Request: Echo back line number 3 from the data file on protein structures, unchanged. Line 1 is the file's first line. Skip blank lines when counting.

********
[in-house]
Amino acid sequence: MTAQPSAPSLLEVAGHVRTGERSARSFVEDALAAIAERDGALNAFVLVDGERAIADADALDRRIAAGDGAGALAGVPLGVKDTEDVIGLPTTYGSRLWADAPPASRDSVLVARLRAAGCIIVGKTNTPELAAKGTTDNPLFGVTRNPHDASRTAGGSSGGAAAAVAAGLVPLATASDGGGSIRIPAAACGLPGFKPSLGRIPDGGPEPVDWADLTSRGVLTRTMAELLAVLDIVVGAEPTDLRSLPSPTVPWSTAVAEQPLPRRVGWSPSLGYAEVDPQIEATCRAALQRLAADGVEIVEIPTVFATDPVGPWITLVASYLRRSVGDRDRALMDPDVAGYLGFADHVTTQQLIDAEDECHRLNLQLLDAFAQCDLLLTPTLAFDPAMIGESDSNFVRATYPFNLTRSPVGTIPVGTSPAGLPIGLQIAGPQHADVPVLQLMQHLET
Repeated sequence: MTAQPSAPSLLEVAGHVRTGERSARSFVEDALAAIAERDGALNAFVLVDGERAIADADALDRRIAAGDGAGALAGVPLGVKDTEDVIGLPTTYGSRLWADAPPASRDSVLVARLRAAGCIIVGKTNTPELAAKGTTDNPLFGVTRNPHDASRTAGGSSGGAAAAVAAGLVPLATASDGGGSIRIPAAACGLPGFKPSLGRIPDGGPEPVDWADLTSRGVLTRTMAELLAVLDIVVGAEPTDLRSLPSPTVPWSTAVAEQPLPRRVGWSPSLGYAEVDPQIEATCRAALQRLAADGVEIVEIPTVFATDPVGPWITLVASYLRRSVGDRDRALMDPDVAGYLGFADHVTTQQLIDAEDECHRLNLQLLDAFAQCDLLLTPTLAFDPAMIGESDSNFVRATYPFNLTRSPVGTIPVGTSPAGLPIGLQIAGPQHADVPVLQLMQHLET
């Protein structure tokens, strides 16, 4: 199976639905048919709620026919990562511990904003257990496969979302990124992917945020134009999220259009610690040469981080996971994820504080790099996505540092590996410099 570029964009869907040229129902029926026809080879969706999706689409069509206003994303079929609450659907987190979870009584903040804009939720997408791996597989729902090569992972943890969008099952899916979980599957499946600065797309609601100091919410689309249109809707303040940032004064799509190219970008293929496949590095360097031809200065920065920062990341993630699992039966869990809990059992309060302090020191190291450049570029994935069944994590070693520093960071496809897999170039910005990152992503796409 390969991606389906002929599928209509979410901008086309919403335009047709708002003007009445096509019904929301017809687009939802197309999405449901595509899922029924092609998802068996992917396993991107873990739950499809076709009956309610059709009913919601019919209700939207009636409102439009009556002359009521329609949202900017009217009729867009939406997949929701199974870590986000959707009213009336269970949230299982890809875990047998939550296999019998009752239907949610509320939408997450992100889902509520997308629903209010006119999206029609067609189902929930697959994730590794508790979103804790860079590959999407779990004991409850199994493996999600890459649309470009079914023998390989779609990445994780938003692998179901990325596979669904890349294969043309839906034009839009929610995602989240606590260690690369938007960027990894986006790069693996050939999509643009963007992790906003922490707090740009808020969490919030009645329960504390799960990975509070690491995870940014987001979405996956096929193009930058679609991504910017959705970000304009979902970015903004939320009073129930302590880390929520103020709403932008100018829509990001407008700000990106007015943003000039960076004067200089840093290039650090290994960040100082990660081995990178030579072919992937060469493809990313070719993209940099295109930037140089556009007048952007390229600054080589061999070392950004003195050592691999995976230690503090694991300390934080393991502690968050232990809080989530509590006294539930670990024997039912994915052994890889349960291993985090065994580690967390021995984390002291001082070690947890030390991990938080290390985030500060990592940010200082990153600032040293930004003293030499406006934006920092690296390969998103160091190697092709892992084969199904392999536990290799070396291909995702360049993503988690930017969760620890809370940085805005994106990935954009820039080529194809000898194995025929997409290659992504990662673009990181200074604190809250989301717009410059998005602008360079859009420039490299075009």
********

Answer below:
Repeated sequence: MTAQPSAPSLLEVAGHVRTGERSARSFVEDALAAIAERDGALNAFVLVDGERAIADADALDRRIAAGDGAGALAGVPLGVKDTEDVIGLPTTYGSRLWADAPPASRDSVLVARLRAAGCIIVGKTNTPELAAKGTTDNPLFGVTRNPHDASRTAGGSSGGAAAAVAAGLVPLATASDGGGSIRIPAAACGLPGFKPSLGRIPDGGPEPVDWADLTSRGVLTRTMAELLAVLDIVVGAEPTDLRSLPSPTVPWSTAVAEQPLPRRVGWSPSLGYAEVDPQIEATCRAALQRLAADGVEIVEIPTVFATDPVGPWITLVASYLRRSVGDRDRALMDPDVAGYLGFADHVTTQQLIDAEDECHRLNLQLLDAFAQCDLLLTPTLAFDPAMIGESDSNFVRATYPFNLTRSPVGTIPVGTSPAGLPIGLQIAGPQHADVPVLQLMQHLET